Something that is likely misunderstood with Azure SQL database is the maintenance of indexes and statistics are not anymore under the responsibility of the DBA. Referring to some discussions around me, it seems to be a misconception and the automatic index tuning was often mentioned in the discussions. Automatic tuning aims to adapt dynamically database to a changing workload by applying tuning recommendations either by creating new indexes or dropping redundant and duplicate indexes or forcing last good plan for queries as well. Even this feature (not by default) helps improving the performance for sure, it doesn’t substitute neither updating statistics nor rebuilding fragmented indexes. Concerning the statistics, it is true that some improvements about statistics has been shipped with SQL Server over the time like TF2371 which makes the formula for large tables more dynamic (by default since SQL Server 2016+) but we may arguably say that it remains situations where updating statistics should be done manually and as database administrator it is still under your own responsibility to maintain them.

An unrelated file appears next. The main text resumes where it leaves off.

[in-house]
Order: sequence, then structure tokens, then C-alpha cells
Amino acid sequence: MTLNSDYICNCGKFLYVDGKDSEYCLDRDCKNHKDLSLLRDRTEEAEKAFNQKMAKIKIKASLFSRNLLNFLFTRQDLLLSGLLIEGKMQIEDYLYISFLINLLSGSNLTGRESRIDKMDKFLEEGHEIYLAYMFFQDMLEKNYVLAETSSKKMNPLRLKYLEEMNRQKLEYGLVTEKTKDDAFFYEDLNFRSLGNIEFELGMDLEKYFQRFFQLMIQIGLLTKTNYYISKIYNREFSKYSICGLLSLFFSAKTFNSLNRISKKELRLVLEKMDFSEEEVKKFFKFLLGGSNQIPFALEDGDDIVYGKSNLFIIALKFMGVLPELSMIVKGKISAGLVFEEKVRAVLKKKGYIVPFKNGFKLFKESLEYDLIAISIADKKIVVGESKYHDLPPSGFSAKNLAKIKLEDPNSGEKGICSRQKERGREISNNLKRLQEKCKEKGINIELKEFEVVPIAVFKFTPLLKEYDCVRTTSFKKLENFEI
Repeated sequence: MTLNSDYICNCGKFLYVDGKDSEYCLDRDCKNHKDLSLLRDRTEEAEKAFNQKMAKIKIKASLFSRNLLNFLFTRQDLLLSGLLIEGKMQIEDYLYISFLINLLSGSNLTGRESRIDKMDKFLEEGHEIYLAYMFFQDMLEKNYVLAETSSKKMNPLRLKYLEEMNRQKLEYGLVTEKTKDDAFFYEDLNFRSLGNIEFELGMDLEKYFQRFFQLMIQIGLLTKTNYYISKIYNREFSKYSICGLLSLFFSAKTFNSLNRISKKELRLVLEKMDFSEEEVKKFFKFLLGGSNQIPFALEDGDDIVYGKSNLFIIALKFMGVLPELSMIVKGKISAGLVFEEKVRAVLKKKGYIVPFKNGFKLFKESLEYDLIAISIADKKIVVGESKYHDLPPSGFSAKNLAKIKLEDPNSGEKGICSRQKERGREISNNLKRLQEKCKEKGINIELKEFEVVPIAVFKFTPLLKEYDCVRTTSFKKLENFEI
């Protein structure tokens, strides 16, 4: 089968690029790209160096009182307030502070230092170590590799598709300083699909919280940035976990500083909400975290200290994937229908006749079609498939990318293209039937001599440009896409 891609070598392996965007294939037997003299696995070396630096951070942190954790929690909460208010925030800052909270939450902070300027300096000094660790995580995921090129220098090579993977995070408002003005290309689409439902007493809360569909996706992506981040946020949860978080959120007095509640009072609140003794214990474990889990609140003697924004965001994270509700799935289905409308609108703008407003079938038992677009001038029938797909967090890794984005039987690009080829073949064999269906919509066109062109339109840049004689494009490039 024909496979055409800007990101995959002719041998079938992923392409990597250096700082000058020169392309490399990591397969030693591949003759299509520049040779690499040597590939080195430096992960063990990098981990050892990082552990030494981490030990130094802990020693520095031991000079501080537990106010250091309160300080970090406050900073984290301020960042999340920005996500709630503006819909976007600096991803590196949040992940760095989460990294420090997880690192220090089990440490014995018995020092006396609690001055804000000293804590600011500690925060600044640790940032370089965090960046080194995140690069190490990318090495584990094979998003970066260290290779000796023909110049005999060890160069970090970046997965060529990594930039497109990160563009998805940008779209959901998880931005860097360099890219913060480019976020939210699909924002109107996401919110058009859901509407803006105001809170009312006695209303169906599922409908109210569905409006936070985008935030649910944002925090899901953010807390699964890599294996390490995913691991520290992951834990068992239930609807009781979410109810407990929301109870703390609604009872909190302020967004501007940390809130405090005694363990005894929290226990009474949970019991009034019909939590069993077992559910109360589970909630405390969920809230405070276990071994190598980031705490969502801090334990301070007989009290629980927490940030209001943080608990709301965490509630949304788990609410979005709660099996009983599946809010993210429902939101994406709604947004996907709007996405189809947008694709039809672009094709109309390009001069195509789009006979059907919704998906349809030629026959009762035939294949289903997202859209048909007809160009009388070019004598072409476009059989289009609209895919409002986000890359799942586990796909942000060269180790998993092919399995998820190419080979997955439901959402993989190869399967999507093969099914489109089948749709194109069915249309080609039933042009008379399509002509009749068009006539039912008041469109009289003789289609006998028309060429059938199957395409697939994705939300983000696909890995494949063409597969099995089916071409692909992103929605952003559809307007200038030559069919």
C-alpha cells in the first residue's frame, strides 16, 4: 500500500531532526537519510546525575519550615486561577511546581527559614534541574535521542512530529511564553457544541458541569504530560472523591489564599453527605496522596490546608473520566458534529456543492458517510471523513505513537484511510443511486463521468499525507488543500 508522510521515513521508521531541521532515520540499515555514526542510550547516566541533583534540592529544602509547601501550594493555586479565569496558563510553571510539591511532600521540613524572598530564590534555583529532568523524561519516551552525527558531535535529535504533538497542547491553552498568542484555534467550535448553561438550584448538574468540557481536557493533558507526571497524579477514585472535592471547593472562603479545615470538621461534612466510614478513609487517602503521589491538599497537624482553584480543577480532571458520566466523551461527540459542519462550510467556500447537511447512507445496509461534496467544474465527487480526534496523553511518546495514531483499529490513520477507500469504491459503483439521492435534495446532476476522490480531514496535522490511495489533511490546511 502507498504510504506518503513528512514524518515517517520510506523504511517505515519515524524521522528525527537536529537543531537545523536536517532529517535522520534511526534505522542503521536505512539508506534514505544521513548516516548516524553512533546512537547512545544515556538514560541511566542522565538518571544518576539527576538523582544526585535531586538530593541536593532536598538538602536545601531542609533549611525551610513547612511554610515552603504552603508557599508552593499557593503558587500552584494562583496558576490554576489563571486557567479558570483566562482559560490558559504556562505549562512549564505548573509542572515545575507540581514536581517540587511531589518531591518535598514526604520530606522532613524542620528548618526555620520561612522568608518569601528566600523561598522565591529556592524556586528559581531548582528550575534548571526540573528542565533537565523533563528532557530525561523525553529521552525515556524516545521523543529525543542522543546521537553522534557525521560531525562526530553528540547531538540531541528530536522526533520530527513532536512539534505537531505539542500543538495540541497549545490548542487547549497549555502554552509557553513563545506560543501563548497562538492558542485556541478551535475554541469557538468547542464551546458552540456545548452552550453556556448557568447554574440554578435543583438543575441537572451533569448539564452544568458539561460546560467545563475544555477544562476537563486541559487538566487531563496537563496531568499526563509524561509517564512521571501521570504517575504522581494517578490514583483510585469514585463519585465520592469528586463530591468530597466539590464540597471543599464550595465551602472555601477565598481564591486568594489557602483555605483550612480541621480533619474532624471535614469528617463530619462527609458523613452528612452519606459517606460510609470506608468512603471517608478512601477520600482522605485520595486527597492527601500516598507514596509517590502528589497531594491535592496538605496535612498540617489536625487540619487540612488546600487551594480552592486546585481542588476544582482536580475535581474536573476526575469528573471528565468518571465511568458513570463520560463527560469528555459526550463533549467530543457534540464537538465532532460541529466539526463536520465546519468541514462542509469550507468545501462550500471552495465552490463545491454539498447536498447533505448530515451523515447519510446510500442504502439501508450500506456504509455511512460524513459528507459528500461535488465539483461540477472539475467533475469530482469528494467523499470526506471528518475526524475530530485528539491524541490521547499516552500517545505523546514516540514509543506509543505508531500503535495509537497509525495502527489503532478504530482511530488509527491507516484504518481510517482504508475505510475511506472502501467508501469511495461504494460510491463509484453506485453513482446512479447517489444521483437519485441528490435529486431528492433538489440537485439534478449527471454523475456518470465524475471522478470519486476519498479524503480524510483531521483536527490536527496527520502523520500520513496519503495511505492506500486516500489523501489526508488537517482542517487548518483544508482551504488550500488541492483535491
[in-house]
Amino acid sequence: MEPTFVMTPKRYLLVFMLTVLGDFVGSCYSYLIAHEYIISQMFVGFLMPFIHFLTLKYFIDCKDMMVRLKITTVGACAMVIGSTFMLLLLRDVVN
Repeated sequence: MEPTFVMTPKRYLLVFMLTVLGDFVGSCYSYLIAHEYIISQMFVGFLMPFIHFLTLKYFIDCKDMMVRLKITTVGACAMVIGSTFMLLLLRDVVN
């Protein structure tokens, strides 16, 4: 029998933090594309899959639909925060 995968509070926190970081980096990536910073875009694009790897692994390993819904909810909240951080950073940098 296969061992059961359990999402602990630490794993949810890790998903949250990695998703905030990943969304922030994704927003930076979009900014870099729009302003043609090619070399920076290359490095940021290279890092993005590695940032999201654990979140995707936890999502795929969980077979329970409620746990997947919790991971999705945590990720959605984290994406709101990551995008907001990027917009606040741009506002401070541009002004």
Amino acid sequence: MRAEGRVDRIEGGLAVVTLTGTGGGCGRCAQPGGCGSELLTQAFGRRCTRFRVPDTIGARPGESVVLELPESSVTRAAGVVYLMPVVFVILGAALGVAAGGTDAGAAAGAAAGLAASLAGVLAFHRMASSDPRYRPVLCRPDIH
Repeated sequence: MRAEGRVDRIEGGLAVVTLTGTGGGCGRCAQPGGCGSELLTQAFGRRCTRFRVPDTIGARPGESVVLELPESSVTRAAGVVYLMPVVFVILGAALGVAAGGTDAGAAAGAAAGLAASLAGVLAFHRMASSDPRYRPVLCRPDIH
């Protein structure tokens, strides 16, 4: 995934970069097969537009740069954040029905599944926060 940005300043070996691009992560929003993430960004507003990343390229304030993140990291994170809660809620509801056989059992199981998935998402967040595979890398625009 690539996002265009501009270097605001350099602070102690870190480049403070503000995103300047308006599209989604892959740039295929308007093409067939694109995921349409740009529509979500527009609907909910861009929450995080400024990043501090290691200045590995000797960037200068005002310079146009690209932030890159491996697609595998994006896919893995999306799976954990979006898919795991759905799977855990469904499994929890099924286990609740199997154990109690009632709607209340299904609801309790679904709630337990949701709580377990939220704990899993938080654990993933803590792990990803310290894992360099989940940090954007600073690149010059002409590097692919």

Database maintenance and schedulng in Azure?

As said as the beginning of this write-up with Azure SQL DB, database maintenance is a different story and the same applies when it comes scheduling. Indeed, you quickly noticed we lacked built-in job scheduler capabilities like the traditional SQL Server agent with on-premises installations, but it doesn’t mean we were not able to schedule any job at all. In fact, there is exists different options to look at to replace the traditional SQL Server agent for database maintenance in Azure we had to look at:

1) SQL Agent jobs still exist but only available for SQL Managed Instances. In our context, we use Azure Single Database with GP_S_Gen5 SKU, so definitely not an option for us.